23 internautes sur 23 ont trouvé ce commentaire utile
- Publié sur Amazon.com
Although the past month-and-a-half has been full of decent music releases, I still find myself extremely cautious when it comes to purchasing a new CD - especially when it's a musician/band that I've never heard before. Even those that seem popular (Fall Out Boy's Infinity on High), or those you think you would like (Grindhouse: Planet Terror/Death Proof soundtracks) can be very disappointing. So, I often try to discover new music and do a lot of searching for musicians who I haven't heard before. From my latest search, I heard about Nebraska's own Conor Oberst and his band Bright Eyes, and their new release, Cassadaga. Regardless that this album had received mostly good reviews, I remained objectively cautious and did as much researching as possible before I decided to give them a try.
I had read all the comparisons of Oberst to Bob Dylan and comments on how inventive Oberst is with his music and lyrics. So, with that, I decided to lay down the $10 and pop Cassadaga into my CD player. Before even listening, one can't help but notice the alubm cover which there's more to than you think. Inside the sleeve there's a "spectral decoder" (like something you might find in a Cracker Jack box) which is already laid over a part of the sleeve where you can read "These myths are sacred and profane!" Interesting. I took out the decoder and moved it around the entire album cover and inside sleeves, seeing pictures and various odd quotes which I thought was a really cool concept and wondered why no other artist's had done this before.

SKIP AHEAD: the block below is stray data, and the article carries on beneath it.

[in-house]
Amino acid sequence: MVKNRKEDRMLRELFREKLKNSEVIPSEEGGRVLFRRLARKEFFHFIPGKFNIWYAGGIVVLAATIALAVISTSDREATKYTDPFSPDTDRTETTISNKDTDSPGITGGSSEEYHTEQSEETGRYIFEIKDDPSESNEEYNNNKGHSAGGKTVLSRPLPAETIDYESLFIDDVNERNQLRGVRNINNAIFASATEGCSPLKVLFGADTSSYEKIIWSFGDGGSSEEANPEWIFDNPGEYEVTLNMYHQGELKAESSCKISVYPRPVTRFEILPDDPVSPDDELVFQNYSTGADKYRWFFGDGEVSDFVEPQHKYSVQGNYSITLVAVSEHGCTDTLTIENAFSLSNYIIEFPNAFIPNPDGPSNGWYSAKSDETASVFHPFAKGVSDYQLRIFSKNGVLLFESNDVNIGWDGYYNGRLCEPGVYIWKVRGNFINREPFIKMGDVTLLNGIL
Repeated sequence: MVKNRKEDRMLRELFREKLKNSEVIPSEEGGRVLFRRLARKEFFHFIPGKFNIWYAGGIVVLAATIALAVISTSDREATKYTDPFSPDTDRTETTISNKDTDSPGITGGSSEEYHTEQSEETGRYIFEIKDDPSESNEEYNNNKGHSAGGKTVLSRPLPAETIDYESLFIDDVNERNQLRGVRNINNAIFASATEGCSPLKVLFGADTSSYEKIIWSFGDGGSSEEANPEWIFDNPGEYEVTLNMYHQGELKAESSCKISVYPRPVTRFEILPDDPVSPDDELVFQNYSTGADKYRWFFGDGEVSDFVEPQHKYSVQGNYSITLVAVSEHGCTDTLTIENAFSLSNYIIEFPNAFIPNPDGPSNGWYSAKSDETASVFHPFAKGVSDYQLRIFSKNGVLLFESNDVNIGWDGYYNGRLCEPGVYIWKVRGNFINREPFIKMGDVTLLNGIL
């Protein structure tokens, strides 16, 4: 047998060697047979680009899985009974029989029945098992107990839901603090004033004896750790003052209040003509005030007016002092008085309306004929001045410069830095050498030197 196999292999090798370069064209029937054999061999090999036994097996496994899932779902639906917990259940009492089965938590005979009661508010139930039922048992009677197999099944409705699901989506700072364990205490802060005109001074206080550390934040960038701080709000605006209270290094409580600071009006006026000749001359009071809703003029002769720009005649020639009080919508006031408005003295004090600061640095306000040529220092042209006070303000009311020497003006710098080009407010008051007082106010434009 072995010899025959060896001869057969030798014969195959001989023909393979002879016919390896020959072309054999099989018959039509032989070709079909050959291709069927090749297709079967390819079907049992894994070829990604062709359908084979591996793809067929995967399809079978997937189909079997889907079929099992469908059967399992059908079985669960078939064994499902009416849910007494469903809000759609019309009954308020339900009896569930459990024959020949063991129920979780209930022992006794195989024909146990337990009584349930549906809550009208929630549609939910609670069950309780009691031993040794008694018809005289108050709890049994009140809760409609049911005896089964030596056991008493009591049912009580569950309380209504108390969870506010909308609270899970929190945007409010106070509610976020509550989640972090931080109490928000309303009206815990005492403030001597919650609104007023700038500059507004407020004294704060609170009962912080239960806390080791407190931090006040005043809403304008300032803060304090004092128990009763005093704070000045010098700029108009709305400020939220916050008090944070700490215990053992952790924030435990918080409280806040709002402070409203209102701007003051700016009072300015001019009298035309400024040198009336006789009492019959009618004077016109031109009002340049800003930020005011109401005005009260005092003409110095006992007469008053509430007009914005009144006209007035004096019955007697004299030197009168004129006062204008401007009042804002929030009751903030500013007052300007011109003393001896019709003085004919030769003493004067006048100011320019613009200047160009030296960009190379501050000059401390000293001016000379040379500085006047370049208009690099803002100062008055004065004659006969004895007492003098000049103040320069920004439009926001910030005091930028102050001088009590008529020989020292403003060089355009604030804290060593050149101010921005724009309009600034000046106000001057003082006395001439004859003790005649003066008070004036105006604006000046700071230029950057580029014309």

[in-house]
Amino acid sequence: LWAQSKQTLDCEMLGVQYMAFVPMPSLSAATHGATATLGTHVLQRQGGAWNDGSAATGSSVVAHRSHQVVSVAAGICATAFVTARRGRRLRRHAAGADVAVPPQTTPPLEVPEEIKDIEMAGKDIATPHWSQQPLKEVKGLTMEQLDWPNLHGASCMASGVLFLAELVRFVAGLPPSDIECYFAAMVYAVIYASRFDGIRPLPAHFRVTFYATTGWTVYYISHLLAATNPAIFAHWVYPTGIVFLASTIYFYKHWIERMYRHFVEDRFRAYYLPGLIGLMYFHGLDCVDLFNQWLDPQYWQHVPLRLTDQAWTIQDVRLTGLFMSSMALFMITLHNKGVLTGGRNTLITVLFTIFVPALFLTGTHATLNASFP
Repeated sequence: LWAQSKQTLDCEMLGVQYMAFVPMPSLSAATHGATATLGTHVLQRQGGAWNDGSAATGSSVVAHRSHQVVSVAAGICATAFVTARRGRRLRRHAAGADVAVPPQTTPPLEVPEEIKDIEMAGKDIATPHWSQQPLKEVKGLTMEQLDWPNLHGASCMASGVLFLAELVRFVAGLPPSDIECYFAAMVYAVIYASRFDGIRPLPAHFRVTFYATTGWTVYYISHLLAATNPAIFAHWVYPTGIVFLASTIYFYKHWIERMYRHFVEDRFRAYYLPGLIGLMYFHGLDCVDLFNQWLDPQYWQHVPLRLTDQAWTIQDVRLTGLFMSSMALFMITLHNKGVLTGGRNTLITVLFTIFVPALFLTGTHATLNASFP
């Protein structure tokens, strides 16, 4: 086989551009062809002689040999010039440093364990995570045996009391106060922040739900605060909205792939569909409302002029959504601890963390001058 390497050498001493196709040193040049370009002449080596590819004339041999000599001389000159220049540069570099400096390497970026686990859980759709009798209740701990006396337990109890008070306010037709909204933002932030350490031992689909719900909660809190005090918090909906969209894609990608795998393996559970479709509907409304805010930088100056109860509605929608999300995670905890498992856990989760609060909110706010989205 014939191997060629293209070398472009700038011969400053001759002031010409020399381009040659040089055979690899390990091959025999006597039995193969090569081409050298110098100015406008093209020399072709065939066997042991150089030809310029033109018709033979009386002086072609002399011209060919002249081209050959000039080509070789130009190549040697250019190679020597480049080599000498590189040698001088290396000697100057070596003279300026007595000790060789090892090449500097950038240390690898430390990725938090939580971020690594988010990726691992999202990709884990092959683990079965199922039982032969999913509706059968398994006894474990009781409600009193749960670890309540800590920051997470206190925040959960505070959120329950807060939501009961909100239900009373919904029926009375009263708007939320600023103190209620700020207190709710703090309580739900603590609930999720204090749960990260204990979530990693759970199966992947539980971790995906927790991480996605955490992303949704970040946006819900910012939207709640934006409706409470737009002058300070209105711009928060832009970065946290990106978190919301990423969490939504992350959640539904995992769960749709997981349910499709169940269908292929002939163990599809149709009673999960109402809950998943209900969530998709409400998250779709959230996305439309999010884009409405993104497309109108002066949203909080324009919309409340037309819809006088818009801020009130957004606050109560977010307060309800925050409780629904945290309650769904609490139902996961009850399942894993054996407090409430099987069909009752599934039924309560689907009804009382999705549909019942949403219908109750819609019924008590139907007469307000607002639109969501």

The first track, "Clairaudients (Kill or Be Killed)" starts off with a weird voiceover/recording of a woman prattling on about traveling to Cassadaga, Florida, played over music one might hear in a horror movie. Two minutes and twenty seconds into the song, Oberst bursts in with his lyrics, sounding more like a Leonard Cohen song than one of Dylan's ilk. Right away I can spot Oberst's talent with songwriting, however, "Clairaudients" so far is my least favorite track on the album, which is tricky to start off an album with such a mediocre beginning. I like Leonard Cohen and Oberst's vocals, but the woman's recording is simply too much of a distraction from the actual music. After an outro of more of the weird woman's recording, the second song "Four Winds" begins with a heavy violin, mandolin and guitars. Most people who review this song say it has a heavy country influence to it. I disagree. This song is all Irish folk/pop (think The Pogues) with the singer making references to religion and a lyric ("The Bible is blind. The Torah is deaf. The Qur'an is mute/If you burned them all together, you'd get close to the truth") that makes the listener know that Oberst means business when it comes to songwriting and getting his point across.